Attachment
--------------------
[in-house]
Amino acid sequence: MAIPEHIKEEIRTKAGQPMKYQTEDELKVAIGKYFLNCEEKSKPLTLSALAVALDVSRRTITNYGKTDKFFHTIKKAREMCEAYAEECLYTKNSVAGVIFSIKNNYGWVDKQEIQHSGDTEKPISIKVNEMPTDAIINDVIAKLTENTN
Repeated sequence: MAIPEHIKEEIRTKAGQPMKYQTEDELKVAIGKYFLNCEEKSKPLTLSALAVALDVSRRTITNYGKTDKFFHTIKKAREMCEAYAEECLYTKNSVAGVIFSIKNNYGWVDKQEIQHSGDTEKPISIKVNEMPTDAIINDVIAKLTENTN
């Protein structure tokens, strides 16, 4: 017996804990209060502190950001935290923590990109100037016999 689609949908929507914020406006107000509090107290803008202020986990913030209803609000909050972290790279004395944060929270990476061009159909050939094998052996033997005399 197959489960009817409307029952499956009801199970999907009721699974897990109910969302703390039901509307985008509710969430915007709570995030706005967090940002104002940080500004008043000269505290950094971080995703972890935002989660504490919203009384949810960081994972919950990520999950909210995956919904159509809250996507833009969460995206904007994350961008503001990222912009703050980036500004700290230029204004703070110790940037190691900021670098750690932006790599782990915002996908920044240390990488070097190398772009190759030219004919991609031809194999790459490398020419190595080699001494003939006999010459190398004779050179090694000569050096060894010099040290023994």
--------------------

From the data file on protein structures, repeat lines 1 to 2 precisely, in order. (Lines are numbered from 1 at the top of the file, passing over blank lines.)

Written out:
[in-house]
Amino acid sequence: MAIPEHIKEEIRTKAGQPMKYQTEDELKVAIGKYFLNCEEKSKPLTLSALAVALDVSRRTITNYGKTDKFFHTIKKAREMCEAYAEECLYTKNSVAGVIFSIKNNYGWVDKQEIQHSGDTEKPISIKVNEMPTDAIINDVIAKLTENTN